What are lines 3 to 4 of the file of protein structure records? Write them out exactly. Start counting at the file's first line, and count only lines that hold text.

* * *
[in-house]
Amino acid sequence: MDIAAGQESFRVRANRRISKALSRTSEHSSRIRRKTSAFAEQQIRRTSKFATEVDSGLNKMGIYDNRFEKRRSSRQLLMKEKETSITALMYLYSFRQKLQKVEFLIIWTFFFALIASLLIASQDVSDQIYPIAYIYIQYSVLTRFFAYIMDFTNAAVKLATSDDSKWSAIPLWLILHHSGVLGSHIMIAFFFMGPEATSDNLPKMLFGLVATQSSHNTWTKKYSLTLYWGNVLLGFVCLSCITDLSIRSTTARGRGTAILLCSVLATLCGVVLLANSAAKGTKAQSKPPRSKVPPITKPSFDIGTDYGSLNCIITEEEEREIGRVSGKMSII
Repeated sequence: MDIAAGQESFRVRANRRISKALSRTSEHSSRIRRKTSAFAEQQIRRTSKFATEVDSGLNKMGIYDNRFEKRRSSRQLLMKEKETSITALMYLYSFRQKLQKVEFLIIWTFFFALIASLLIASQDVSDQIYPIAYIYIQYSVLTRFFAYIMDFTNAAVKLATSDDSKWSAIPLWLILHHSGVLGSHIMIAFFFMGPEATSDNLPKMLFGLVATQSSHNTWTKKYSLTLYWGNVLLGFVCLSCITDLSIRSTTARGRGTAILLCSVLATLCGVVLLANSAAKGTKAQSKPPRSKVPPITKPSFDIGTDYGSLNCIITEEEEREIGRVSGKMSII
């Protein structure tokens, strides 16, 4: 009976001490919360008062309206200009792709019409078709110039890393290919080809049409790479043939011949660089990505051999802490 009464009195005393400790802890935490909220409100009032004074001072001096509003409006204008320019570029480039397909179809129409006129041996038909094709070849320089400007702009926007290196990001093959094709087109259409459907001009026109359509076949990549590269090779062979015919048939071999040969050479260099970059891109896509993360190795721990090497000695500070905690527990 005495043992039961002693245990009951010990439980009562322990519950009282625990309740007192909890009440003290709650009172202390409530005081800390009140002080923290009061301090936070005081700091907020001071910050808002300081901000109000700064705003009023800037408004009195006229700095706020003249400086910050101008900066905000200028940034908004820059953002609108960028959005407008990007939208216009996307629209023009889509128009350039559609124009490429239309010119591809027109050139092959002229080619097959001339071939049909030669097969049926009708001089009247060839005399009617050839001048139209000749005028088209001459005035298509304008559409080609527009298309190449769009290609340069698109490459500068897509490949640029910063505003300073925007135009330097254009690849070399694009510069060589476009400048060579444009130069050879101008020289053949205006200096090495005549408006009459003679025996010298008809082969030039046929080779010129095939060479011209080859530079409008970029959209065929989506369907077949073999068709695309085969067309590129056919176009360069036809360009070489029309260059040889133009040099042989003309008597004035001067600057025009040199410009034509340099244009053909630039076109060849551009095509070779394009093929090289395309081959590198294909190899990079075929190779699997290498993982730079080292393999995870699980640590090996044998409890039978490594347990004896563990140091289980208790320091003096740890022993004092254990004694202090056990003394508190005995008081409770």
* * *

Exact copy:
Repeated sequence: MDIAAGQESFRVRANRRISKALSRTSEHSSRIRRKTSAFAEQQIRRTSKFATEVDSGLNKMGIYDNRFEKRRSSRQLLMKEKETSITALMYLYSFRQKLQKVEFLIIWTFFFALIASLLIASQDVSDQIYPIAYIYIQYSVLTRFFAYIMDFTNAAVKLATSDDSKWSAIPLWLILHHSGVLGSHIMIAFFFMGPEATSDNLPKMLFGLVATQSSHNTWTKKYSLTLYWGNVLLGFVCLSCITDLSIRSTTARGRGTAILLCSVLATLCGVVLLANSAAKGTKAQSKPPRSKVPPITKPSFDIGTDYGSLNCIITEEEEREIGRVSGKMSII
């Protein structure tokens, strides 16, 4: 009976001490919360008062309206200009792709019409078709110039890393290919080809049409790479043939011949660089990505051999802490 009464009195005393400790802890935490909220409100009032004074001072001096509003409006204008320019570029480039397909179809129409006129041996038909094709070849320089400007702009926007290196990001093959094709087109259409459907001009026109359509076949990549590269090779062979015919048939071999040969050479260099970059891109896509993360190795721990090497000695500070905690527990 005495043992039961002693245990009951010990439980009562322990519950009282625990309740007192909890009440003290709650009172202390409530005081800390009140002080923290009061301090936070005081700091907020001071910050808002300081901000109000700064705003009023800037408004009195006229700095706020003249400086910050101008900066905000200028940034908004820059953002609108960028959005407008990007939208216009996307629209023009889509128009350039559609124009490429239309010119591809027109050139092959002229080619097959001339071939049909030669097969049926009708001089009247060839005399009617050839001048139209000749005028088209001459005035298509304008559409080609527009298309190449769009290609340069698109490459500068897509490949640029910063505003300073925007135009330097254009690849070399694009510069060589476009400048060579444009130069050879101008020289053949205006200096090495005549408006009459003679025996010298008809082969030039046929080779010129095939060479011209080859530079409008970029959209065929989506369907077949073999068709695309085969067309590129056919176009360069036809360009070489029309260059040889133009040099042989003309008597004035001067600057025009040199410009034509340099244009053909630039076109060849551009095509070779394009093929090289395309081959590198294909190899990079075929190779699997290498993982730079080292393999995870699980640590090996044998409890039978490594347990004896563990140091289980208790320091003096740890022993004092254990004694202090056990003394508190005995008081409770």